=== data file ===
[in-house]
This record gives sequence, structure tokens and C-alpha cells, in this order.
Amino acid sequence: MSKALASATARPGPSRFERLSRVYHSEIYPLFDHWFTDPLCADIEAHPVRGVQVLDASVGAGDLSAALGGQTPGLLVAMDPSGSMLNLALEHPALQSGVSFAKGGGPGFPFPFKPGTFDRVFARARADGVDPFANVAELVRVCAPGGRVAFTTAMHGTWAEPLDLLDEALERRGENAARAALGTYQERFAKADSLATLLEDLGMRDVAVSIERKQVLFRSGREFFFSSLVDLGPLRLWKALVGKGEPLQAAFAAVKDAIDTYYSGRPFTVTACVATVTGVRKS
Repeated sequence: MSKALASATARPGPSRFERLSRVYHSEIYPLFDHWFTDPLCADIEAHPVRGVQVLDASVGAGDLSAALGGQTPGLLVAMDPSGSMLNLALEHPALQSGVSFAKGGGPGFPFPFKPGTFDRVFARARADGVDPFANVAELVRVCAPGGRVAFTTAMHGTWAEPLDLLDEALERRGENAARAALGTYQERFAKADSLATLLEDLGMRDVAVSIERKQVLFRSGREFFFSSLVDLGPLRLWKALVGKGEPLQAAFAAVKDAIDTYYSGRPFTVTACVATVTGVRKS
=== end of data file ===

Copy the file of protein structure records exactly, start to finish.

[in-house]
This record gives sequence, structure tokens and C-alpha cells, in this order.
Amino acid sequence: MSKALASATARPGPSRFERLSRVYHSEIYPLFDHWFTDPLCADIEAHPVRGVQVLDASVGAGDLSAALGGQTPGLLVAMDPSGSMLNLALEHPALQSGVSFAKGGGPGFPFPFKPGTFDRVFARARADGVDPFANVAELVRVCAPGGRVAFTTAMHGTWAEPLDLLDEALERRGENAARAALGTYQERFAKADSLATLLEDLGMRDVAVSIERKQVLFRSGREFFFSSLVDLGPLRLWKALVGKGEPLQAAFAAVKDAIDTYYSGRPFTVTACVATVTGVRKS
Repeated sequence: MSKALASATARPGPSRFERLSRVYHSEIYPLFDHWFTDPLCADIEAHPVRGVQVLDASVGAGDLSAALGGQTPGLLVAMDPSGSMLNLALEHPALQSGVSFAKGGGPGFPFPFKPGTFDRVFARARADGVDPFANVAELVRVCAPGGRVAFTTAMHGTWAEPLDLLDEALERRGENAARAALGTYQERFAKADSLATLLEDLGMRDVAVSIERKQVLFRSGREFFFSSLVDLGPLRLWKALVGKGEPLQAAFAAVKDAIDTYYSGRPFTVTACVATVTGVRKS